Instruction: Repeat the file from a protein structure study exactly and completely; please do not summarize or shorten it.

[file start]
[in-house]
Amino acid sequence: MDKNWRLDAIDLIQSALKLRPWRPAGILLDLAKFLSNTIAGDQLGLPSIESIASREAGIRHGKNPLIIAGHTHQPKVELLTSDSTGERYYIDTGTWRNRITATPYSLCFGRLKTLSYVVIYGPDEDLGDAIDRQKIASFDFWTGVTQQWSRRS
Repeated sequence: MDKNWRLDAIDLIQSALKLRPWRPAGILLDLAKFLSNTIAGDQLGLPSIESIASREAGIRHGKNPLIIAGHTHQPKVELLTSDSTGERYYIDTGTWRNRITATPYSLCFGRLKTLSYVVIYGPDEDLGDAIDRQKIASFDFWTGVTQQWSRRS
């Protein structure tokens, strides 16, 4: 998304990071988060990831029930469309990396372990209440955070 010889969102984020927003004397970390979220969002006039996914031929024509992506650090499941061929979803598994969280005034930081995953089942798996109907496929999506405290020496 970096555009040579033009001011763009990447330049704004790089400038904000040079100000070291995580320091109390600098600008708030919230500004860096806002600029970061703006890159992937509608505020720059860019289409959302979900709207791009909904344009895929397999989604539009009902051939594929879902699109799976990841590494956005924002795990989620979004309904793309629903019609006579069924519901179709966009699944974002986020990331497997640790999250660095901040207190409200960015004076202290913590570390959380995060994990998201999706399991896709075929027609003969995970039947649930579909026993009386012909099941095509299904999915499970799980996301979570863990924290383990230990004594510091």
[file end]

[in-house]
Amino acid sequence: MDKNWRLDAIDLIQSALKLRPWRPAGILLDLAKFLSNTIAGDQLGLPSIESIASREAGIRHGKNPLIIAGHTHQPKVELLTSDSTGERYYIDTGTWRNRITATPYSLCFGRLKTLSYVVIYGPDEDLGDAIDRQKIASFDFWTGVTQQWSRRS
Repeated sequence: MDKNWRLDAIDLIQSALKLRPWRPAGILLDLAKFLSNTIAGDQLGLPSIESIASREAGIRHGKNPLIIAGHTHQPKVELLTSDSTGERYYIDTGTWRNRITATPYSLCFGRLKTLSYVVIYGPDEDLGDAIDRQKIASFDFWTGVTQQWSRRS
């Protein structure tokens, strides 16, 4: 998304990071988060990831029930469309990396372990209440955070 010889969102984020927003004397970390979220969002006039996914031929024509992506650090499941061929979803598994969280005034930081995953089942798996109907496929999506405290020496 970096555009040579033009001011763009990447330049704004790089400038904000040079100000070291995580320091109390600098600008708030919230500004860096806002600029970061703006890159992937509608505020720059860019289409959302979900709207791009909904344009895929397999989604539009009902051939594929879902699109799976990841590494956005924002795990989620979004309904793309629903019609006579069924519901179709966009699944974002986020990331497997640790999250660095901040207190409200960015004076202290913590570390959380995060994990998201999706399991896709075929027609003969995970039947649930579909026993009386012909099941095509299904999915499970799980996301979570863990924290383990230990004594510091």